wherein the material is obtained by the process comprising screen-printing in the geometric pattern a conductive paste comprising a particulate silver oxide, a tertiary fatty acid silver salt, and a solvent, onto a transparent porous layer surface of the transparent resin substrate having a transparent porous layer containing as a main component at least one member selected from a group consisting of oxide ceramics, non-oxide ceramics, and metals; and then heat-treating the printed transparent resin substrate to form the conductive region with the geometric pattern on the transparent porous layer surface.
14. A process for forming a conductive region with a geometric pattern, the process comprising screen-printing in a geometric pattern a conductive paste comprising a particulate silver oxide, a tertiary fatty acid silver salt, and a solvent, onto a transparent porous layer surface of a transparent resin substrate having a transparent porous layer containing as a main component at least one member selected from the group consisting of oxide ceramics, non-oxide ceramics, and metals; and then performing heat treatment to form a conductive region with a geometric pattern on the transparent porous layer surface,
wherein the geometric pattern of the conductive region has a line width of about 10 to about 30 μm, and
wherein the lines formed on the transparent porous layer have approximately semicircular cross sections.
Description
TECHNICAL FIELD

The present invention relates to an electromagnetic wave shielding material for shielding electromagnetic waves emitted from electrical apparatus such as CRTS, PDPs, etc., and a process for producing the same.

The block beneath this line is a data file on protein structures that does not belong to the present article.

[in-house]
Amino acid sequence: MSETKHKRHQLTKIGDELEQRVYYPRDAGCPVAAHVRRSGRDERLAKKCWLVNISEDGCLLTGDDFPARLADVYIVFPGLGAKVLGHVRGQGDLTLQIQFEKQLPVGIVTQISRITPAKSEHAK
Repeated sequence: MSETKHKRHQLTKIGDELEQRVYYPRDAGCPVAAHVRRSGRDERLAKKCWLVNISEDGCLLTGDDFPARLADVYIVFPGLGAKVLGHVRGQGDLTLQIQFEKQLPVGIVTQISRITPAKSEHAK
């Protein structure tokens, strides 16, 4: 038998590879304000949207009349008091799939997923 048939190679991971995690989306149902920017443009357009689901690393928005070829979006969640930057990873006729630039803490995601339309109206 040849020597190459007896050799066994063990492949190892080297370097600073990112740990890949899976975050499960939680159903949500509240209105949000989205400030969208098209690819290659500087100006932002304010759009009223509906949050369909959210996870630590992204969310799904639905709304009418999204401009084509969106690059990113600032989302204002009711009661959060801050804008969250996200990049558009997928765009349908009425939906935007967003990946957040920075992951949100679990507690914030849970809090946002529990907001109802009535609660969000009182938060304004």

BACKGROUND ART

Various products have been produced by forming electrically conductive and/or magnetic patterns on substrates to use the electrical properties, magnetic properties, etc. of the patterns. Among such products, electromagnetic wave shielding plates are widely used as front plates to be mounted on the front of displays of CRTs, PDPS, etc. in order to shield electromagnetic waves leaking from the display screens. Electromagnetic wave shielding plates for use as front plates are required not only to have a function of shielding electromagnetic waves, but also to not deteriorate the see-through property of the display screens.

For example, electromagnetic wave shielding materials having conductive regions formed on transparent resin substrate surfaces by screen printing using a conductive powder and a binder have been reported as electromagnetic wave shielding materials that have both see-through property and electromagnetic wave shielding properties (Patent Documents 1 and 2).

Generally, however, when forming a shield layer with a grid pattern by screen printing, printing defects such as moire caused by interference with the mesh of the screen of the printing plate, breaking and thickening of thin lines, etc., are likely to occur, making precise printing difficult. This is likely to cause problems such as reduction of electromagnetic wave shielding capability, deterioration of see-through property, etc.

  • Patent Document 1: Japanese Unexamined Patent Application Publication No. 1999-26984